Banksy (1974 — ) is a graffiti artist from Bristol, UK, whose artwork has appeared throughout London and other locations around the world. Despite this he carefully manages to keep his real name from the mainstream media. However, many newspapers assert that his real name is Robert or Robin Banks.
Banksy, despite not calling himself an artist, has been considered by some as talented in that respect; he uses his original street art form, often in combination with a distinctive stencilling technique, to promote alternative aspects of politics from those promoted by the mainstream media.
Some believe that his stencilled graffiti provides a voice for those living in urban environments that could not otherwise express themselves, and that his work is also something which improves the aesthetic quality of urban surroundings; many others disagree, asserting that his work is simple vandalism (a claim made by at least Peter Gibson, spokesperson for Keep Britain Tidy), or that his (apparently left wing) beliefs are not shared by the majority of the inhabitants of the environments that he graffitis. This political purpose behind his vandalism is reminiscent of the Ad Jammers or subvertising movement, who deface corporate advertising to change the intended message and hijack the advert.
Banksy does, however, also do paid work for charities (e.g., Greenpeace) as well as demanding up to £25,000 for canvases. It has also been alleged  and denied  that Banksy has done work with corporations such as Puma. This has led to him being accused of being a sellout and a careerist by other artists and activists.
Due to the shroud of secrecy surrounding his real identity and his subversive character; Banksy has achieved somewhat of a cult following from some of the younger age group within the stencilling community.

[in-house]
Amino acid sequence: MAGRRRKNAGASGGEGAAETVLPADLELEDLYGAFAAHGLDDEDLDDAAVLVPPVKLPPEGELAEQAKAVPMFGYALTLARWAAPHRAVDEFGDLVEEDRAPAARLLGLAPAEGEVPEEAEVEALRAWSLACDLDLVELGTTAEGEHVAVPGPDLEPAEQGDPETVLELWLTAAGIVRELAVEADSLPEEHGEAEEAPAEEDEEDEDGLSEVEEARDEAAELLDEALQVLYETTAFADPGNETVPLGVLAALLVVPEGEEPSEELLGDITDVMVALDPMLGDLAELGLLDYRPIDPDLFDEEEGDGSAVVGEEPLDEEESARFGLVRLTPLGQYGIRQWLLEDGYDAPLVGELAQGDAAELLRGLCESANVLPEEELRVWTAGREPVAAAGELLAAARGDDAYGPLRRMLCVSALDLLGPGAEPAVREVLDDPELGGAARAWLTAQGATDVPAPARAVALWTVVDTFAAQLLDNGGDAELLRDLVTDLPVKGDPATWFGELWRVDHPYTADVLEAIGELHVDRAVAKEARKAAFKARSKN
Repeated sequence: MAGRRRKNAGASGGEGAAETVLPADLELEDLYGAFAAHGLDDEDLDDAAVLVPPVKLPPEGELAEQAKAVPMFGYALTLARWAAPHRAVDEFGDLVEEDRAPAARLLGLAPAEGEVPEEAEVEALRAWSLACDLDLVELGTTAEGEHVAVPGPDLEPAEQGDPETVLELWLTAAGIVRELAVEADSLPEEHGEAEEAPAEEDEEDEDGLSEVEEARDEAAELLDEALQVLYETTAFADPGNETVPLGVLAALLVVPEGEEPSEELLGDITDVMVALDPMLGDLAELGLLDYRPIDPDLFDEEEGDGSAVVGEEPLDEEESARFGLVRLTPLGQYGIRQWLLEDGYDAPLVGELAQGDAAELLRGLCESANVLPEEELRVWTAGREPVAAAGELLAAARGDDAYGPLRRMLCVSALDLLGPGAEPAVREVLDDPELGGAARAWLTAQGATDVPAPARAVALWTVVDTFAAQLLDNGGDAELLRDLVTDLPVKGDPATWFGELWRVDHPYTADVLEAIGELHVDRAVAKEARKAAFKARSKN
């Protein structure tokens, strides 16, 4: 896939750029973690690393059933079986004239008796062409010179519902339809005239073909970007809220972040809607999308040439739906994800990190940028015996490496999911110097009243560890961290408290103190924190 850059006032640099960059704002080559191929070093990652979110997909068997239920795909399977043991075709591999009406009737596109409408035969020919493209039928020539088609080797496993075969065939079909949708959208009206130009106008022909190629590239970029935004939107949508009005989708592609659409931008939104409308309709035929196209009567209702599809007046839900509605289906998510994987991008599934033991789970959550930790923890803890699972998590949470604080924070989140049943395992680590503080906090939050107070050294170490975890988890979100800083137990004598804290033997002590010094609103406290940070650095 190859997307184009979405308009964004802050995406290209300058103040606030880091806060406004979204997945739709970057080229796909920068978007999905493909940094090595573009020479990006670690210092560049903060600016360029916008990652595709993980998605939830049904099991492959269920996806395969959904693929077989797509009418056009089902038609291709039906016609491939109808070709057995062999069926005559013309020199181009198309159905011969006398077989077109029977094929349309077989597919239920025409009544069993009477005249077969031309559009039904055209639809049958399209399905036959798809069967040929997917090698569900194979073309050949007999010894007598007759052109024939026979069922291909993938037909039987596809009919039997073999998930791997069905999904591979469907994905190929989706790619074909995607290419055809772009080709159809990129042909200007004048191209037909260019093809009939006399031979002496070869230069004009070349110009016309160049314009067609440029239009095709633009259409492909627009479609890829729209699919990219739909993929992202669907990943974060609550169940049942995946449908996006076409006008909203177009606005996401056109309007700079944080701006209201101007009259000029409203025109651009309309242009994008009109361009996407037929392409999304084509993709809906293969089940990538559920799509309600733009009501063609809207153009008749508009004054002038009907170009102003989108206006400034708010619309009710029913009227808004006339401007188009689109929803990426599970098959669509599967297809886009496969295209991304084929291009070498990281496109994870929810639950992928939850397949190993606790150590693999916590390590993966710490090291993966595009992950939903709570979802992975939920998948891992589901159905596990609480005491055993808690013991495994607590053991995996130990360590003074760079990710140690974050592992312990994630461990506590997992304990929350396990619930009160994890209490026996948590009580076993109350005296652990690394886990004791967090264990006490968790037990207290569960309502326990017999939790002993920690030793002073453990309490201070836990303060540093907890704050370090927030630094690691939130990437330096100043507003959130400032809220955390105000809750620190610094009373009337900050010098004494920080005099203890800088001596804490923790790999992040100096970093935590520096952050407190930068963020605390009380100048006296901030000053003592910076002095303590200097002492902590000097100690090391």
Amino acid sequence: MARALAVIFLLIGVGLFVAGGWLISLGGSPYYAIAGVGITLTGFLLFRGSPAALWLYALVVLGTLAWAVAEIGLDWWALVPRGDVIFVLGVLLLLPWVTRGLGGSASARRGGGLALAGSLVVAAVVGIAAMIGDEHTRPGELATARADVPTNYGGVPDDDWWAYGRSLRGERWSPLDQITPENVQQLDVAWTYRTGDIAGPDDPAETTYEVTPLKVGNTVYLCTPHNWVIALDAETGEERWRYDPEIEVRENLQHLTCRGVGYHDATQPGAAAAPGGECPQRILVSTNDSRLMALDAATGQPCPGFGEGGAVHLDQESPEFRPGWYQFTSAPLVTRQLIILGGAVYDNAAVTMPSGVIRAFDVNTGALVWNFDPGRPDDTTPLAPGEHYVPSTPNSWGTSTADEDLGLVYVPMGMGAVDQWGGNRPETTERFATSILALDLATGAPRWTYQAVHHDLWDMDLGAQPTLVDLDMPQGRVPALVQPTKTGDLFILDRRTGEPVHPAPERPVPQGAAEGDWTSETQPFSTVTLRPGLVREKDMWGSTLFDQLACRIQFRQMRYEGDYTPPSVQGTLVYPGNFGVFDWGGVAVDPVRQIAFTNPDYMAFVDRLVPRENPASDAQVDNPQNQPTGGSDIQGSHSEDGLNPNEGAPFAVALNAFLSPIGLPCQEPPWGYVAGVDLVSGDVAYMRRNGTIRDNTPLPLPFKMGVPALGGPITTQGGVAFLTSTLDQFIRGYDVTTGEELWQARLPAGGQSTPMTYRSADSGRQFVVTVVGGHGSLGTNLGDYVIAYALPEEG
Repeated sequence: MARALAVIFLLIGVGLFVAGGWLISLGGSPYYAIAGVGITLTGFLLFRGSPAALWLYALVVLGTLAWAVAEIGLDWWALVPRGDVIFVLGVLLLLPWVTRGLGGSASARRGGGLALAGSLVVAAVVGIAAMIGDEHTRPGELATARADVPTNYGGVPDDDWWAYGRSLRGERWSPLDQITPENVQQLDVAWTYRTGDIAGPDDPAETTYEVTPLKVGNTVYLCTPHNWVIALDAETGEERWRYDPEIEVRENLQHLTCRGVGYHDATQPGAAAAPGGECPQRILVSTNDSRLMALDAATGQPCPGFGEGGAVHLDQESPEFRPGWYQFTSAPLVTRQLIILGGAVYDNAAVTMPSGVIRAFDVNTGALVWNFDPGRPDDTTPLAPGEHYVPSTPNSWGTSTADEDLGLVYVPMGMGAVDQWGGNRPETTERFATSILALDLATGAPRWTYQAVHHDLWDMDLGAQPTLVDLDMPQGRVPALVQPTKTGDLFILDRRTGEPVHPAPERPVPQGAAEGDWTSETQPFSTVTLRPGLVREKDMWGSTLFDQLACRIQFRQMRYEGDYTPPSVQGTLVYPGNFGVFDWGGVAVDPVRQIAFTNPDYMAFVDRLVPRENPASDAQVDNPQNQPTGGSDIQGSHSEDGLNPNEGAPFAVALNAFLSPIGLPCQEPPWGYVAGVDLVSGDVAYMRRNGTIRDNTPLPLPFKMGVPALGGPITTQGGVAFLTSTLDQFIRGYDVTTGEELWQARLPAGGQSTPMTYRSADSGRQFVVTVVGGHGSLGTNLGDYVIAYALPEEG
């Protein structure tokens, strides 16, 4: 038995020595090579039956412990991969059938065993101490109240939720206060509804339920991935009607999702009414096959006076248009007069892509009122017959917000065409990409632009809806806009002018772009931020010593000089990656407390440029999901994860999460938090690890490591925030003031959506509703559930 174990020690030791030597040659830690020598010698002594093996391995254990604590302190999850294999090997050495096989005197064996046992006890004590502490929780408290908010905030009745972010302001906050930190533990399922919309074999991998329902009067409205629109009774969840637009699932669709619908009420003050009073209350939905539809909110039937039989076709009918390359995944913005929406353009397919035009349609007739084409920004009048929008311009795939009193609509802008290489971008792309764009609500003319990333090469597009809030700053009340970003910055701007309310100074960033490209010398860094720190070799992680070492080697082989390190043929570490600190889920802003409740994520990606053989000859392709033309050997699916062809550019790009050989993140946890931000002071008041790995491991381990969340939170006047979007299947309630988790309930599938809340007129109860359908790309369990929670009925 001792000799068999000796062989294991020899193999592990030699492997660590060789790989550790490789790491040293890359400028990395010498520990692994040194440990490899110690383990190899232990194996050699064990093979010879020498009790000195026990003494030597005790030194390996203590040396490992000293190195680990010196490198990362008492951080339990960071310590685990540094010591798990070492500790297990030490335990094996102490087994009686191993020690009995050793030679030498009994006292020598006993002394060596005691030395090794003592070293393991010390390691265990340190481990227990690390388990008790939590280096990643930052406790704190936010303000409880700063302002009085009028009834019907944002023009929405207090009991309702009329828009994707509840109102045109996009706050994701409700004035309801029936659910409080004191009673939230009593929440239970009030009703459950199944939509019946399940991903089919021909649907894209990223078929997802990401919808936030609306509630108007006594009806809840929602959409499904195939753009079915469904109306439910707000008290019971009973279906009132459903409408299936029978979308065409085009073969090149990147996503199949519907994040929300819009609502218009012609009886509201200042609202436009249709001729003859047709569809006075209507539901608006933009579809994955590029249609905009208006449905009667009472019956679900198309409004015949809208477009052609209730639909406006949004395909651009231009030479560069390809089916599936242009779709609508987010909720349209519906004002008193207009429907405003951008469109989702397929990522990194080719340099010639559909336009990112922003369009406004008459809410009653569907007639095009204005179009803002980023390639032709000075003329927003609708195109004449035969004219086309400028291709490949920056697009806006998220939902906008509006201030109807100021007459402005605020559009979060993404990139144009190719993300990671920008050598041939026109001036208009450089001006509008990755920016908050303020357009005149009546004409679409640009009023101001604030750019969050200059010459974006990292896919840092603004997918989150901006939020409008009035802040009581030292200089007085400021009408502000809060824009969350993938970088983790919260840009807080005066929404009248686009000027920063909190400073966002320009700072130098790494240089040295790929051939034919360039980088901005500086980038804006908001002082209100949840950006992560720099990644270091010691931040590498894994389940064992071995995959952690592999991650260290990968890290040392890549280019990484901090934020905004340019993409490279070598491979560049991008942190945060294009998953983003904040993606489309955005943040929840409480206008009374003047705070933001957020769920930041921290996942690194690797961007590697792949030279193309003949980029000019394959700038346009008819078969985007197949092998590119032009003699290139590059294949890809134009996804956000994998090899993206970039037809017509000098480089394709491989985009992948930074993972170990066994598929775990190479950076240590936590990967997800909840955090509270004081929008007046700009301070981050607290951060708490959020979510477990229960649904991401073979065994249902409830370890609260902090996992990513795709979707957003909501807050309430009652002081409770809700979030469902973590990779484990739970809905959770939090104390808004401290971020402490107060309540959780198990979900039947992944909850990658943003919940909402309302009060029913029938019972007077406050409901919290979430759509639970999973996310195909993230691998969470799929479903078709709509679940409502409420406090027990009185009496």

In 2004 the Space Hijackers gave out spoof vouchers outside a Banksy exhibition to highlight the artist’s ironic use of anti-capitalist and protest imagery while doing work for corporations and art galleries.
Another of Banksy’s tricks involved hanging a piece of his own art in London’s Tate Modern, and as of March 2005, the New York Museum of Modern Art, Metropolitan Museum of Art, the Brooklyn Museum, and the American Museum of Natural History. In May 2005 Bansky’s version of primitive cave painting depicting a human figure hunting wildlife while pushing a shopping cart was found hanging in the British Museum.
On 4 August 2005, the BBC reported that Banksy had painted 9 images on the Palestinian side of the Israeli West Bank barrier, including an image of a ladder up and over the wall and an image of children digging a hole through the wall
Banksy has also self-published several books that contain photos of his work in various countries as well as some of his canvas work and exhibitions, accompanied by his own subversive and often witty writings. His first book, published in black and white, is Banging your head against a brick wall followed by the full color Existencilism. In 2004 he published his third book, Cut it Out, and 2005 saw the publication by Random House of Wall and Piece.
A common technique in Banksy’s art is to play on the perspective and edges of the item on which he is stencilling. Examples include ‘trapdoors’, ‘criminal rats’, photo opportunities and ‘peeing soldiers
Performing a whois lookup on Banksy’s website reveals that the registrant is Stephen Lazarides, a photographer. It has been suggested that Lazarides is Banksy also going under the name of gHOSTbOY. However Lazarides is actually Banksy’s manager and Banksy has gone to great lengths to conceal his identity. Whilst creating artwork for Wall of Sounds’s “Two Culture Clash” in Jamaica a number of photographs were purportedly taken of him by the event’s official photographer, Peter Dean Rickards. After the pair had a number of disagreements, Rickards later sold the supposed photos of Banksy to the London Evening Standard. Rickards then published an article on a website entitiled “Just who the fuck is Banksy?!?”. There are arguments for and against the veracity of the photographs.